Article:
Using Neno District Hospital as the initial facility, we hypothesised that we could increase the uptake and the quality of cervical cancer screening for women living with HIV by integrating the Integrated Chronic Care Clinic with cervical cancer clinic. Additionally, we hypothesised that the integration of the care would improve overall number of women screened for cervical cancer as well as increase detection of VIA-positive women and lesions suspicious for cervical cancer. We aimed to achieve the target of screening 80% of eligible HIV-positive women screened for cervical cancer (571 out of the 749 eligible) and aimed to achieve this target within 12 months of full integration of the two services. The project was implemented by the MoH in collaboration with a local organisation, PIH.
Malawi has the second highest age-standardised incidence rate and the highest mortality rate of cervical cancer in the world.7 8 In Malawi, cervical cancer is the most common cancer in females, contributing to half of all cancers.9 Cervical cancer in Malawi is also typically diagnosed in advanced stages, resulting in very low survival rates. A recent study reported that the 5-year cervical cancer survival estimate in Malawi is as low as 2.9%, lower than most African countries.10
Cervical cancer secondary prevention remains the most common and preferred method of prevention and control of cervical cancer, especially in low-income and middle-income countries where large scale vaccination against human papilloma virus is not yet feasible and affordable.11 Cervical cancer secondary prevention aims to identify and treat pre-malignant lesions, and one common method is VIA and cryotherapy. This method has been shown to be feasible, safe and effective in resource-limited settings.12–14 Additionally, it has been demonstrated in many settings that VIA and cryotherapy lower mortality and incidence of invasive cervical cancer in resource-constrained environments.15–17
Since 2004, Malawi has been providing cervical cancer prevention under the Malawi National Cervical Cancer Control Programme. VIA and cryotherapy remain the most common method of cervical cancer prevention and control in Malawi.12 18 The national target for VIA set by the Malawi National Cervical Cancer Control Programme in 2004 was 80% for all eligible women. Coverage has incrementally increased from 14% in 2012, to 27.3% in 2015 and 47% in 2017. Though progress is being made, the mark still falls far below 80%.12 18 Health system challenges contributing to low uptake of cervical cancer screening include unequal distribution of VIA sites with more facilities in urban than rural areas, poor coordination of services within and between health centres, lack of well-trained and mentored VIA providers, and inadequate equipment and supplies for VIA and cryotherapy.18 19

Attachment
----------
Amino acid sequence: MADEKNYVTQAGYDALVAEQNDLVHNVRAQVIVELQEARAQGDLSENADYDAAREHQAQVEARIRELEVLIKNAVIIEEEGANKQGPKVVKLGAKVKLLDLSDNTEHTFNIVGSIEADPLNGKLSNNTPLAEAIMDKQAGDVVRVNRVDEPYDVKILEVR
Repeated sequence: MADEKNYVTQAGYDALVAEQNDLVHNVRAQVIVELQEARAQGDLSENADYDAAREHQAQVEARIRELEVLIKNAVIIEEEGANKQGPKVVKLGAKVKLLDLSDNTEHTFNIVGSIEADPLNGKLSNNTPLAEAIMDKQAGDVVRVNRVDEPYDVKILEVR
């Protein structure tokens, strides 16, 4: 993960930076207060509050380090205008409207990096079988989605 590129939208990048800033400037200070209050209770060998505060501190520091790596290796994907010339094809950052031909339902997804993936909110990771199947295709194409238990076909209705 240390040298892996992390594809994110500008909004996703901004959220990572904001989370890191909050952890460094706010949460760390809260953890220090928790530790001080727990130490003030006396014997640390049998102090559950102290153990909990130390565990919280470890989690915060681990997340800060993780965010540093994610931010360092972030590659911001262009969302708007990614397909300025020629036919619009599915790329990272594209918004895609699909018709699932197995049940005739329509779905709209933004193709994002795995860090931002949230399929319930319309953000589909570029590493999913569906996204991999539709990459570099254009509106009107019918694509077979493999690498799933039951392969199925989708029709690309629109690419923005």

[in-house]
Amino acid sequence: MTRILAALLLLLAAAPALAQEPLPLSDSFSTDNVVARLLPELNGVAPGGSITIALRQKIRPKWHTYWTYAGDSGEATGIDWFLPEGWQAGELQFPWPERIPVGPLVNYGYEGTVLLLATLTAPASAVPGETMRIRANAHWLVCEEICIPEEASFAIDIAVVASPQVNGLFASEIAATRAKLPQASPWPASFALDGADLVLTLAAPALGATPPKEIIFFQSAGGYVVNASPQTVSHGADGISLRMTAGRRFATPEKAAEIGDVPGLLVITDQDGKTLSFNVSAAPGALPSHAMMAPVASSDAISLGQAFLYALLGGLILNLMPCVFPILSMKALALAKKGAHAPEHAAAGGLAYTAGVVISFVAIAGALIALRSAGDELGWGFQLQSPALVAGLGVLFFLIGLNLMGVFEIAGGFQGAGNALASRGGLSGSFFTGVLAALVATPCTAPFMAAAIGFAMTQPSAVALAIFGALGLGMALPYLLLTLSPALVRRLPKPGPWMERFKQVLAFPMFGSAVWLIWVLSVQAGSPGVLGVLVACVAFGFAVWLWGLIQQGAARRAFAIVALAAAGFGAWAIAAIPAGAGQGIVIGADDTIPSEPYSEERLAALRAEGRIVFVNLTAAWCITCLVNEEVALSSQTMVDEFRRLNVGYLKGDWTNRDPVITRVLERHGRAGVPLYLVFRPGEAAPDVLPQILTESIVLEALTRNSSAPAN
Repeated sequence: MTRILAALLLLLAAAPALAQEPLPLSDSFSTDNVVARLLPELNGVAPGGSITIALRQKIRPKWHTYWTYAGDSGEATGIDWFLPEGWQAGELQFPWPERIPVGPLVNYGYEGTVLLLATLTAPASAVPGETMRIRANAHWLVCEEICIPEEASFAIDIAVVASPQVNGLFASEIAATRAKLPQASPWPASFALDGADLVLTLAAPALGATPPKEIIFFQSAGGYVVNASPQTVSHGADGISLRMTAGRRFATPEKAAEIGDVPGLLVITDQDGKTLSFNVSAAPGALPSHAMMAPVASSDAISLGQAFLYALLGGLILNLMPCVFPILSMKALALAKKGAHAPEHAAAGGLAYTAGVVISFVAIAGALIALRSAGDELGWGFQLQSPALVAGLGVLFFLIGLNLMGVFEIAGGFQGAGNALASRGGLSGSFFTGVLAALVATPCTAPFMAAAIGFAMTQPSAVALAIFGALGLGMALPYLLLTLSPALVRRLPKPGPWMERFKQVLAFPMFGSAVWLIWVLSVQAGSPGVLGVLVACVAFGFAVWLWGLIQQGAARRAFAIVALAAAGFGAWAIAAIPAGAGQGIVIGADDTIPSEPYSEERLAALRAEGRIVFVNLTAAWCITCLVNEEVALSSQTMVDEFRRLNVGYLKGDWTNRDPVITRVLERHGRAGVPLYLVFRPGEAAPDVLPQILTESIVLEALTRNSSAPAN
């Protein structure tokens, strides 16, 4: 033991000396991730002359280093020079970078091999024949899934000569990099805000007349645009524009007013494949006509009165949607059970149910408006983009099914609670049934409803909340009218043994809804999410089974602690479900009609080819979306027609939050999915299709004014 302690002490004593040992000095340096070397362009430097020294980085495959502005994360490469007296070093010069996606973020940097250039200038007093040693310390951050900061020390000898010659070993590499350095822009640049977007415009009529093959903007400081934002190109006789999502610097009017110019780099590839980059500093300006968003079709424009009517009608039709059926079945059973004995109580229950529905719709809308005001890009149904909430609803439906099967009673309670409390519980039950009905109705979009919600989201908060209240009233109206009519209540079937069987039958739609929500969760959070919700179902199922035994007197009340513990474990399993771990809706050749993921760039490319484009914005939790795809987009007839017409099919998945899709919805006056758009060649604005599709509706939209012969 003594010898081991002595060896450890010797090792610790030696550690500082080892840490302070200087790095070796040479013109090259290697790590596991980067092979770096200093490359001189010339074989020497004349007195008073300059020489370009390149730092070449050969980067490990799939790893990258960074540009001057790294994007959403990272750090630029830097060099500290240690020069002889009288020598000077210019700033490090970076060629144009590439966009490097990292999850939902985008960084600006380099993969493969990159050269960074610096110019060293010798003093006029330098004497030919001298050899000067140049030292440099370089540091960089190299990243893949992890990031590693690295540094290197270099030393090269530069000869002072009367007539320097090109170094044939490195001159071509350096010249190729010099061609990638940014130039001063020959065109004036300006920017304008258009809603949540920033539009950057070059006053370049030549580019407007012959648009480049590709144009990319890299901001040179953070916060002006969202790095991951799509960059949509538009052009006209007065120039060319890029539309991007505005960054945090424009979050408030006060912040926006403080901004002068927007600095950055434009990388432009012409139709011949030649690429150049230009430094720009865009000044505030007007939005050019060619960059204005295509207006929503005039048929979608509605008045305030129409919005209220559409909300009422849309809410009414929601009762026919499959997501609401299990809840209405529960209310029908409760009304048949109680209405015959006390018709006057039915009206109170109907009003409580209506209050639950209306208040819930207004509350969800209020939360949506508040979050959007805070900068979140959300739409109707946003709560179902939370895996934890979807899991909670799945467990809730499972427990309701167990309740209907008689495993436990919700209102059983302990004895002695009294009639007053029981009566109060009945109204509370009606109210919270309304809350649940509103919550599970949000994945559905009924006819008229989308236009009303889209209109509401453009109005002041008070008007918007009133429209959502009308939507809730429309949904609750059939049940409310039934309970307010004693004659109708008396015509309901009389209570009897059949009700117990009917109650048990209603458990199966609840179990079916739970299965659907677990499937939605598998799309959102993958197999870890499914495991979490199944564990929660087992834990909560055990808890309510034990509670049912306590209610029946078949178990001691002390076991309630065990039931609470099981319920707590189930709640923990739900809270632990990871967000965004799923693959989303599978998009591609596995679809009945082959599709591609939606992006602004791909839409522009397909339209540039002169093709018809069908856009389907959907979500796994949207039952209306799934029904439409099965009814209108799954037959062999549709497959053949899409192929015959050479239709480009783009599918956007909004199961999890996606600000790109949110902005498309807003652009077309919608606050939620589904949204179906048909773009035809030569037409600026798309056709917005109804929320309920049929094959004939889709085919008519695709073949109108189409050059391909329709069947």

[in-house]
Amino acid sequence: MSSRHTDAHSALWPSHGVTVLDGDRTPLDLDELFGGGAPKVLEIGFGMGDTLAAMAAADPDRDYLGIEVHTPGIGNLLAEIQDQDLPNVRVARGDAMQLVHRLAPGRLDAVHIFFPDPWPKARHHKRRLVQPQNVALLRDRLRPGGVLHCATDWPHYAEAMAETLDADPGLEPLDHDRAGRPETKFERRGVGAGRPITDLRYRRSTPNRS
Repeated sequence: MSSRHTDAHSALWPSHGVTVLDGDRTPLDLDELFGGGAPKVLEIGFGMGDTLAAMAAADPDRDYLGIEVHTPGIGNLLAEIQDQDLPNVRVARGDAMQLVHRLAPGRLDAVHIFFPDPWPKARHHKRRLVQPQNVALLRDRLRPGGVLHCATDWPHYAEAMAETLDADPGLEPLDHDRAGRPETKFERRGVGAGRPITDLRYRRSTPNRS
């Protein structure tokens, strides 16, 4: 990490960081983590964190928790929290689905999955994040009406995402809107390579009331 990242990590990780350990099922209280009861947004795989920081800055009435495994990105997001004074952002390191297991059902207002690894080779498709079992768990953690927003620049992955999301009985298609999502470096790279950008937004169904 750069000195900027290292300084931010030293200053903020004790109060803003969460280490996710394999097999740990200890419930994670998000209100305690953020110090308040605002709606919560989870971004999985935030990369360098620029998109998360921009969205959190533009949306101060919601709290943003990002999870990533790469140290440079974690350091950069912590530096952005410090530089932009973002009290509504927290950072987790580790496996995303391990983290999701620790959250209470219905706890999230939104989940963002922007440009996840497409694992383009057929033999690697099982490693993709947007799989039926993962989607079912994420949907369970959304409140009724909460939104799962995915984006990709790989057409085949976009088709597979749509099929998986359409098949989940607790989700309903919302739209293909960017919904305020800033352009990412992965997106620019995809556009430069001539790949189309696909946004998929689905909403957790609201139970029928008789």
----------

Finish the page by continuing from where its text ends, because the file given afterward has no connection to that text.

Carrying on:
Cervical cancer is associated with HIV and is one of the AIDS-defining cancers.6 Malawi has one of the highest HIV rates in the world, with an 11.7% prevalence among women of reproductive age.20 However, Malawi has one of the most successful large-scale HIV programmes, with 90% of all people with HIV being diagnosed in 2018 and, among people living with HIV, 78% are regularly receiving care in HIV clinics.20 Therefore, targeting cervical cancer screening in women living with HIV is a clear strategy to improve the uptake of cervical cancer screening in Malawi, as these women are not only at risk of cervical cancer but can also be opportunistically screened when they access HIV care services.
Data was collected from the MoH cervical cancer register to monitor uptake of screening and aggregated into monthly reports by VIA providers. We used these monthly reports to measure the outcomes of interest. To show the impact of the quality improvement (QI) project, we grouped the data into two categories: before the QI project (January to December 2016) and after implementing the QI project (January 2017 to March 2018). The main outcome was proportion of eligible women living with HIV enrolled in the Integrated Chronic Care Clinic who received cervical cancer screening services in the first year after the initiation of the QI project. Since the project may have spillover effect on other aspects of cervical cancer screening services, for example the total number of women utilising cervical cancer services or an anticipated increased detection of women with VIA-positive result or women with lesions suspicious for cervical cancer, other outcomes routinely reported in the cervical cancer monthly reports were also evaluated. These additional outcomes, measured before and after implementation of the QI project, included:
Monthly increase in women, regardless of their HIV status, accessing cervical cancer screening services per month.
Monthly increase in eligible women, regardless of HIV status, receiving VIA for the first time per month.
Increase in the rate of women who are VIA positive and the rate of women with lesions suspicious for cervical cancer.